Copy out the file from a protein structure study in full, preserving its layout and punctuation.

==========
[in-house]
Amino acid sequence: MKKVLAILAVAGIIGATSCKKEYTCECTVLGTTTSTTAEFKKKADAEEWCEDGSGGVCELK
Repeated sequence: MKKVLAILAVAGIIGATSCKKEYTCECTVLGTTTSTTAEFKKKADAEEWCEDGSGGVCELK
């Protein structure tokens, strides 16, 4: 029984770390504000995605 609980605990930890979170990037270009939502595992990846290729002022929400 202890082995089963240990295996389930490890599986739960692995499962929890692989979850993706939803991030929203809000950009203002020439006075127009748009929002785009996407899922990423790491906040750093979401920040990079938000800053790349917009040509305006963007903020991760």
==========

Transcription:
[in-house]
Amino acid sequence: MKKVLAILAVAGIIGATSCKKEYTCECTVLGTTTSTTAEFKKKADAEEWCEDGSGGVCELK
Repeated sequence: MKKVLAILAVAGIIGATSCKKEYTCECTVLGTTTSTTAEFKKKADAEEWCEDGSGGVCELK
């Protein structure tokens, strides 16, 4: 029984770390504000995605 609980605990930890979170990037270009939502595992990846290729002022929400 202890082995089963240990295996389930490890599986739960692995499962929890692989979850993706939803991030929203809000950009203002020439006075127009748009929002785009996407899922990423790491906040750093979401920040990079938000800053790349917009040509305006963007903020991760």